The two men lingered upon the landing-place for a few minutes; while Mr. Dunbar looked about him, and endeavoured to control his agitation. Everything here was new to him: for neither the house in Portland Place, nor Maudesley Abbey, had been in the possession of the Dunbar family more than twenty years.
The millionaire contemplated his possessions. Even upon that landing-place there was no lack of evidence of wealth. A Persian carpet covered the centre of the floor, and beyond its fringed margin a tessellated pavement of coloured marbles took new and brighter hues from the slanting rays of sunlight that streamed in through a wide stained-glass window upon the staircase. Great Dresden vases of exotics stood on pedestals of malachite and gold: and a trailing curtain of purple velvet hung half-way across the entrance to a long suite of drawing-rooms — a glistening vista of light and splendour.
Mr. Dunbar pushed open the door, and stood upon the threshold of his daughter’s chamber. Laura started to her feet.
“Papa! — papa!” she cried; “I thought that you would come to-day!”
She ran to him and fell upon his breast, half-weeping, half-laughing. The Newfoundland dog crept up to Mr. Dunbar with his head down: he sniffed at the heels of the millionaire, and then looked slowly upward at the man’s face with sombre sulky-looking eyes, and began to growl ominously.
“Take your dog away, Laura!” cried Mr. Dunbar, angrily.
It happened thus that the very first words Henry Dunbar said to his daughter were uttered in a tone of anger. The girl drew herself away from him, and looked up almost piteously in her father’s face. That face was as pale as death: but cold, stern, and impassible. Laura Dunbar shivered as she looked at it. She had been a spoiled child; a pampered, idolized beauty; and had never heard anything but words of love and tenderness. Her lips quivered, and the tears came into her eyes.
“Come away, Pluto,” she said to the dog; “papa does not want us.”
She took the great flapping ears of the animal in her two hands, and led him out of the room. The dog went with his young mistress submissively enough: but he looked back at the last moment to growl at Mr. Dunbar.
Laura left the Newfoundland on the landing-place, and went back to her father. She flung herself for the second time into the banker’s arms.
“Darling papa,” she cried, impetuously; “my dog shall never growl at you again. Dear papa, tell me you are glad to come home to your poor girl. You would tell me so, if you knew how dearly I love you.”
She lifted up her lips and kissed Henry Dunbar’s impassible face. But she recoiled from him for the second time with a shudder and a long-drawn shivering sigh. The lips of the millionaire were as cold as ice.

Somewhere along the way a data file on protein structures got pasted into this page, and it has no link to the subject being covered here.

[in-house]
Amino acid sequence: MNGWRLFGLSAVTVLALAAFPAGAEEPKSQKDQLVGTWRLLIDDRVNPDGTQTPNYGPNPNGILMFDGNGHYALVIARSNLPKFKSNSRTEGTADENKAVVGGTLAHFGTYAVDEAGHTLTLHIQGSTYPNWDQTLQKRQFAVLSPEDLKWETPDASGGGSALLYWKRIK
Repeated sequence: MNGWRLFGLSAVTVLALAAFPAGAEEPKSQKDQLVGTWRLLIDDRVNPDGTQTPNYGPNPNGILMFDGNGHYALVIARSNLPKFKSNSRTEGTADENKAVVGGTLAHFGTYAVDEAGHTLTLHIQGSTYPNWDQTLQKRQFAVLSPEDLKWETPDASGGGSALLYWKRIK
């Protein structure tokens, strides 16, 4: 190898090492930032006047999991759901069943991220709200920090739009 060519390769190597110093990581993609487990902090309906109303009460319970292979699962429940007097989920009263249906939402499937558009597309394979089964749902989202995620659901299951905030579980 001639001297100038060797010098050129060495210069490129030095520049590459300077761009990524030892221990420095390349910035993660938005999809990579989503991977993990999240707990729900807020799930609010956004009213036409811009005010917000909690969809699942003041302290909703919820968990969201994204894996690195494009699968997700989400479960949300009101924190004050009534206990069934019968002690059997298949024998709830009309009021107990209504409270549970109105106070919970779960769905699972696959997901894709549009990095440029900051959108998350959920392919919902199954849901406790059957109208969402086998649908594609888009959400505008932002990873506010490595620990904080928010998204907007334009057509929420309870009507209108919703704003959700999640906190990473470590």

“Papa,” she cried, “how cold you are! I’m afraid that you are ill!”
He was ill. Arthur Lovell, who stood quietly watching the meeting between the father and daughter, saw a change come over his client’s face, and wheeled forward an arm-chair just in time for Henry Dunbar to fall into it as heavily as a log of wood.
The banker had fainted. For the second time since the murder in the grove near St. Cross he had betrayed violent and sudden emotion. This time the emotion was stronger than his will, and altogether overcame him.
Arthur Lovell laid the insensible man flat upon his back on the carpet. Laura rushed to fetch water and aromatic vinegar from her dressing-room: and in five minutes Mr. Dunbar opened his eyes, and looked about him with a wild half-terrified expression in his face. For a moment he glared fiercely at the anxious countenance of Laura, who knelt beside him: then his whole frame was shaken by a convulsive trembling, and his teeth chattered violently. But this lasted only for a few moments. He overcame it: grinding his teeth, and clenching his strong hands: and then staggered heavily to his feet.
“I am subject to these fainting fits,” he said, with a wan, sickly smile upon his white face; “and I dreaded this interview on that account: I knew that it would be too much for me.”
He seated himself upon the low sofa which Laura had pushed towards him, resting his elbows on his knees, and hiding his face in his hands. Miss Dunbar placed herself beside her father, and wound her arm about his neck.
“Poor papa,” she murmured, softly; “I am so sorry our meeting has agitated you like this: and to think that I should have fancied you cold and unkind to me, at the very time when your silent emotion was an evidence of your love!”
Arthur Lovell had gone through the open window into the conservatory: but he could hear the girl talking to her father. His face was very grave: and the same shadow that had clouded it once during the course of the coroner’s inquest rested upon it now.
“An evidence of his love! Heaven grant this may be love,” he thought to himself; “but to me it seems a great deal more like fear!”
Last updated Monday, December 22, 2014 at 10:47